The 8 inch aperture of this telescope makes taking images very easy, but they will not be good enough for professional photographers. If you want to be a serious astrophotographer, then you will not be able to produce long exposure images of celestial objects with this telescope.
The astrophotography capabilities are more limited to fun images and snapshots of what you can see with the telescope, so keep that in mind when deciding whether this telescope is for you.
Celestron NexStar 8SE Review Summary
- Fantastic optics
- Not too expensive
- Low maintenance
- Easy to set up
- Large aperture
- Computerized telescope
- High quality materials
- Compact and portable for traveling
- Simple to use
- Good stand and motor
- GoTo features to easily find objects
- Battery life is not great
- Finder scope can be difficult to align
- Mount is not the steadiest
- Only comes with 1 eyepiece
If you’re looking for a telescope that is designed to make life easier for beginners, and astronomy enthusiasts, then the Celestron NexStar 8SE will be perfect for you.
It’s an exceptional telescope for general purpose, and does not come with a hefty price tag when you consider all of its features and benefits.
For those new to astronomy, then this telescope will be a dream come true. It’s got all of the features such as GoTo technology, and incredible optics due to its 8” aperture, along with the SkyAlign function that makes stargazing and finding celestial objects all too easy.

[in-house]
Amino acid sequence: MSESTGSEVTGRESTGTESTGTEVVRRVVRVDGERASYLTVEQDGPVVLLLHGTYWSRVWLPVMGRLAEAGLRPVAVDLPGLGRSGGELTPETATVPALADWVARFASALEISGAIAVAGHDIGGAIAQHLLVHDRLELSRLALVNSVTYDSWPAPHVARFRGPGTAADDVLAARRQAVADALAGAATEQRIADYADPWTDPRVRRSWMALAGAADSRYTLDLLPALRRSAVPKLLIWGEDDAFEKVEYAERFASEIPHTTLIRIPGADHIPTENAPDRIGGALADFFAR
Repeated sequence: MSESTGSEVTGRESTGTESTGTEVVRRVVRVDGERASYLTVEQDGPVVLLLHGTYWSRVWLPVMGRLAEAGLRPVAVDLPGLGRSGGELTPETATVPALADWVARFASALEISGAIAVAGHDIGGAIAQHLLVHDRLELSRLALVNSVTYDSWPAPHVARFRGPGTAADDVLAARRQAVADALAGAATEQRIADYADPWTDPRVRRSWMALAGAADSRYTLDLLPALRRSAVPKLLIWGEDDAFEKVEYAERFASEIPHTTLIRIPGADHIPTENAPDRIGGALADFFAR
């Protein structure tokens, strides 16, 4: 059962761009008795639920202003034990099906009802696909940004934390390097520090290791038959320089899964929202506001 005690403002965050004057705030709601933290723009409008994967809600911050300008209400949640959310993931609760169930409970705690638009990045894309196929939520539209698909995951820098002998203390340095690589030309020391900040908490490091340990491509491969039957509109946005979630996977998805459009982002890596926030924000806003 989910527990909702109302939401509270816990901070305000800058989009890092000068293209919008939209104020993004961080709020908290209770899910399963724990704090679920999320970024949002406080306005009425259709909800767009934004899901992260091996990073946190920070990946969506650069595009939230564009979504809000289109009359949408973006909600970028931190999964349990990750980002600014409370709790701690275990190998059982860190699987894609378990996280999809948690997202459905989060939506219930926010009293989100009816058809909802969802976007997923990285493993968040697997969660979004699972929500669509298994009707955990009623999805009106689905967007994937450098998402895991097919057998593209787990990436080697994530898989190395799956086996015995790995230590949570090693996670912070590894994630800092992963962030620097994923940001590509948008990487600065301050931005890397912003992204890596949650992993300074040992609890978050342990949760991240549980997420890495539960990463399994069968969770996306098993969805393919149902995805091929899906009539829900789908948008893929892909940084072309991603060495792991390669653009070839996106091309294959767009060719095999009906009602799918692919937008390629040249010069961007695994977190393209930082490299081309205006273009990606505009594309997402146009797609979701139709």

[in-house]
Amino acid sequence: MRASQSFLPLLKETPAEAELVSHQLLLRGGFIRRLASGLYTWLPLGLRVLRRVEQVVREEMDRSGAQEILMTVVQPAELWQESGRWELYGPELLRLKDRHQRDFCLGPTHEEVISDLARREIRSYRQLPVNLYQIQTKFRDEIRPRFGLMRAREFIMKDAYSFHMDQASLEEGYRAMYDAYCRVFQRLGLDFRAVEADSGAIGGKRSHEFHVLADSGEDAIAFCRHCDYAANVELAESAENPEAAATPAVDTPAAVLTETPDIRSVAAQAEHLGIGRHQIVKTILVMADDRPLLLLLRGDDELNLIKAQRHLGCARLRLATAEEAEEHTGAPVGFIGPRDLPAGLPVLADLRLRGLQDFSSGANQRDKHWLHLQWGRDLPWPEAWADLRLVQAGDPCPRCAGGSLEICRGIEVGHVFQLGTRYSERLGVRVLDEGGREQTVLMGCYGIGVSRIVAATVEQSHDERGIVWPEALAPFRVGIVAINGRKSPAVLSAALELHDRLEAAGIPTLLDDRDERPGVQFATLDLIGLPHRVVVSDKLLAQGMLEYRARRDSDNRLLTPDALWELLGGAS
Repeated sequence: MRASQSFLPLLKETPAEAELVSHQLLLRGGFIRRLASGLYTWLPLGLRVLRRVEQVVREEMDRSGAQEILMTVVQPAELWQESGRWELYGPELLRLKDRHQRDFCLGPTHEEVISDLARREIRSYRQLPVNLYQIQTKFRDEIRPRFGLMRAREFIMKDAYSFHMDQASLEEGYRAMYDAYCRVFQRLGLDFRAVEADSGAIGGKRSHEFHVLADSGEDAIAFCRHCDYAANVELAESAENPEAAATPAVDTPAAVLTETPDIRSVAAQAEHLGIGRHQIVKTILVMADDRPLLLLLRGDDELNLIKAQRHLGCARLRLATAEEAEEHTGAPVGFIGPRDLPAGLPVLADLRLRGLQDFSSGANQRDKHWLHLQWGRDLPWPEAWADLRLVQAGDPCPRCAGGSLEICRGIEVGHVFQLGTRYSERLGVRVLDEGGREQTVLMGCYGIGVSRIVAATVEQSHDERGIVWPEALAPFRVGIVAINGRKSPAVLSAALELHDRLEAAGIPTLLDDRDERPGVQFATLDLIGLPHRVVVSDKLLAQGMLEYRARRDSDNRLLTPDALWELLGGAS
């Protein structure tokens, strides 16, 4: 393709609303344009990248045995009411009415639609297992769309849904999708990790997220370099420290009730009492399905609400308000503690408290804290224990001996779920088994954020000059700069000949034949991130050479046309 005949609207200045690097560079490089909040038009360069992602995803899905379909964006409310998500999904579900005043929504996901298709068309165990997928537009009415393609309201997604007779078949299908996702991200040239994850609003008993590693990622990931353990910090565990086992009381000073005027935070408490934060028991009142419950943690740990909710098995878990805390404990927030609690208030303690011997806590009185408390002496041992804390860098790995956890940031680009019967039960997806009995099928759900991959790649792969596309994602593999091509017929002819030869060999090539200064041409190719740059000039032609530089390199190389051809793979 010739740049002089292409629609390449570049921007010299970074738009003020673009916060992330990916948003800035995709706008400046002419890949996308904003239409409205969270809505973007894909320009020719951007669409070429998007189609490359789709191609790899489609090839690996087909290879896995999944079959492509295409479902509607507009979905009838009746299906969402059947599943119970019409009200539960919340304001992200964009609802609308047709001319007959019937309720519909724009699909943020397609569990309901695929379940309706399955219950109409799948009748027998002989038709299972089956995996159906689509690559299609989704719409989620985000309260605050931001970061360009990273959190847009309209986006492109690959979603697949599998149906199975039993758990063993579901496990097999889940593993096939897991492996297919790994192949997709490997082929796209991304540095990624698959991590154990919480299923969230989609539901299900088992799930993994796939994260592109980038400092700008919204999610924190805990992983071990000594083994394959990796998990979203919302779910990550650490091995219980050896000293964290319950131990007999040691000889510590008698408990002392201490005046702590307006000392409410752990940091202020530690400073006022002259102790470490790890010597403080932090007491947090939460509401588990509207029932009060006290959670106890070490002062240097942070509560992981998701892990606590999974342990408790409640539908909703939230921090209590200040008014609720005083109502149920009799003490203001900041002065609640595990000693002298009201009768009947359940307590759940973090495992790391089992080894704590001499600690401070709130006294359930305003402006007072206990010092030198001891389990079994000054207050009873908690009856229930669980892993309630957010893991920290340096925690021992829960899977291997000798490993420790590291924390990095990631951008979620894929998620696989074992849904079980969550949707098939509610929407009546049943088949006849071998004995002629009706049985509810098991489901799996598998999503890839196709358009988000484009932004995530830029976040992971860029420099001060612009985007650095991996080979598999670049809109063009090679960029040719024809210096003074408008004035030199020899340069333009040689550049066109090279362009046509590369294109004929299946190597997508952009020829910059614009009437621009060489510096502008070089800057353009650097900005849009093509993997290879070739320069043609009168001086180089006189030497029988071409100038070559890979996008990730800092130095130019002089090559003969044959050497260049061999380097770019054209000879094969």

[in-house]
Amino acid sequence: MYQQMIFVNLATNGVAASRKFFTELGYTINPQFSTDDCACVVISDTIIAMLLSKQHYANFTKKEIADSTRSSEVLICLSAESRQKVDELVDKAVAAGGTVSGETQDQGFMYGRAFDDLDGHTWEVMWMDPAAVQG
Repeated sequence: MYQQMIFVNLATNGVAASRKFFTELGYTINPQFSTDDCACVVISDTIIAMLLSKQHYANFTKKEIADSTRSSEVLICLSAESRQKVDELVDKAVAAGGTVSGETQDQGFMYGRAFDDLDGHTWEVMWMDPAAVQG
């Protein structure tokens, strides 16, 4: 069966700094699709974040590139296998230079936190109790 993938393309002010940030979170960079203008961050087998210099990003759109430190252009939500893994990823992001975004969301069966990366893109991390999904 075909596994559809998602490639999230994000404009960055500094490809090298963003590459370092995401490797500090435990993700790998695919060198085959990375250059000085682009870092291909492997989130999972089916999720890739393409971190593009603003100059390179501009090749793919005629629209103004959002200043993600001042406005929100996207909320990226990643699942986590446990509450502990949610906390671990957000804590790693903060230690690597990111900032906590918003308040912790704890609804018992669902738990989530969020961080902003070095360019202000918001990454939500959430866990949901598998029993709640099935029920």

In addition, it’s simple to set up, easy to use and we found its compact enough to take anywhere with you to start gazing into the night sky wherever you are. In this sense, you cannot go far wrong with the Celestron NexStar 8SE.
The only thing is, if you’re a serious hobbyist, or you are more experienced in astronomy, then you may notice some of the limitations of the Celestron NexStar 8SE.
For instance, it can experience some wobble at higher magnification, as the mount is not the greatest. If you encounter this we recommend picking up a sturdier mount to better suppor the weight. Additionally, it can produce some good images, but it is not specifically designed for astrophotography, so some may struggle with this.
That being said, if you just want to use it to see some accurate, stunning images clearly of the night sky, then you will love the Celestron NexStar 8SE.